I have never seen trees dance.

have seen the glory of the Lord spilling over our ability to describe it. Yesterday, watching Riley and Brooke get married, was one of those times.

 

when you need a real rescue

Platitudes wouldn’t be enough.

I knew the conversation was S.O.S. caliber before it started, judging by the CAPS in the text message.

“AH! I’m just so frustrated, but it’ll be okay,” she said, when I got her on the line.

She was giving me the litany of reasons the day had unraveled and all of them were legitimate. This friend of mine is not one to over-dramatize anything, so when she says she is, “frustrated” and that “this is so hard” out loud… it’s getting desperate.

She knows.

She knows God is good and that’s why she followed her frustration so quickly with, “… but it’ll be okay.” She knows God’s character of faithfulness and that He is trustworthy. She believes it, too. But…

Sometimes we need to speak the depth of our drowning so we know to cry out for a real rescue.

We need to open our eyes underwater and see how desperate the situation in order to delight rightly in our rescue from those depths. It’s not enough to say “it’ll be okay,” even if we know it will.

Because that flippant faith doesn’t give God enough glory. He is God when we are desperate – not because our trials are little things, but because they are big. He knows all the thousands things that went wrong in our day and how desperate they have made us. He doesn’t want us to brush them aside with a simple, “… but it’ll be okay.”

Minimizing problems with platitudes does not glorify God’s magnificence.

Being honest about the depth of our drowning means being honest that we need a real rescue. A real rescue – not the kind that gives you a quote or a margarita at the end of a long day. Those will never pull you up from desperate depths.

Nope, an S.O.S. like I got last night is an opportunity for us to believe God to be faithful to reach as far down as our day has gone. And she did. She spoke out her need and called out for real rescue. She stepped into the kind of belief that makes God seem the glorious Rescuer He is. He will rescue, when we believe Him for it. 

My friend remembered Wesley Hill’s words recently in a lecture at Bethlehem Baptist, “Ignoring is not the path to redeeming.”

When we have sin and struggle and stress and sadness, our redemption will always come by way of an honest assessment that we are drowning and in need of a real rescue.

there is a record repeating

There is a record repeating inside your head.

I don’t know what your record sounds like, but I can tell you mine. While baking and biking and bantering with my dear friend this weekend, I leaned in to hear all the layers of God’s grace. While running and laughing and backyard bonfiring, I tried to feel the beat of His provision for my soul.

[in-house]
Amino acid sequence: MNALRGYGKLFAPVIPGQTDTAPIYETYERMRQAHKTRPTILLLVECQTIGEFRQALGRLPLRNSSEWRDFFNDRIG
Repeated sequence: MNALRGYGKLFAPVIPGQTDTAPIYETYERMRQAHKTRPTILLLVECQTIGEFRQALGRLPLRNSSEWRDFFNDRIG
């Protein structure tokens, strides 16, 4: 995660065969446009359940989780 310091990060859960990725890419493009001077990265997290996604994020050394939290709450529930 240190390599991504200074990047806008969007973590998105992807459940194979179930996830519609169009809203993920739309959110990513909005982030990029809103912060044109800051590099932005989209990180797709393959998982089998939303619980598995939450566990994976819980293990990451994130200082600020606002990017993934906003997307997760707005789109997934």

Some things are too precious to pare down into typed phrases… the music rightly refuses to be smashed into lyrical lines. But as much as beauty transcends structure, it also acquiesces in a way that allows us to see and hear the glory.

Ok, enough of the abstract.

Today the words of Psalm 18:30-31 gave lyric to the melody I’ve been hearing for the past week. Deep inside the anxious moments full of questions – those moments that threaten to steal beauty’s song (When will I move to NYC? Will I have a job? Am I stupid for relocating across the country? Is God’s grace deep enough to reach me when I’m stupid? Money – do I have to make it?), God is there. Deep inside the moments where I don’t know how to rightly enjoy all the gifts – when I am drowning in blessings and beauty and grace – God is there. As sure as Mt. Everest is rooted in the ground of China and Nepal, God is steady and faithful and sure. Always.

Steady, faithful, sure.
Steady, faithful, sure.

This God—his way is perfect;
the word of the Lord proves true;
he is a shield for all those who take refuge in him.

For who is God, but the Lord?
And who is a rock, except our God?—

There is no debate, no blessing, no disaster, no gift, no doubt or heartache that can alter His character. Who is like God? No one. Absolutely no one can say what God can say and be truthful.

This record repeating in my heart found words today in these verses. I have been singing them all day long, trusting and hoping and believing that the word of the Lord proves true.

And as I trust his way is perfect, his word is true, his shield is refuge – as I believe these things deep inside the tangled mess of beauty/grace/anxious/doubting moments – I claim His victory over death and His provision of life.

He is steady. He is faithful. He is sure.

What a beautiful record repeating in my soul. Now, that my heart would align with the song!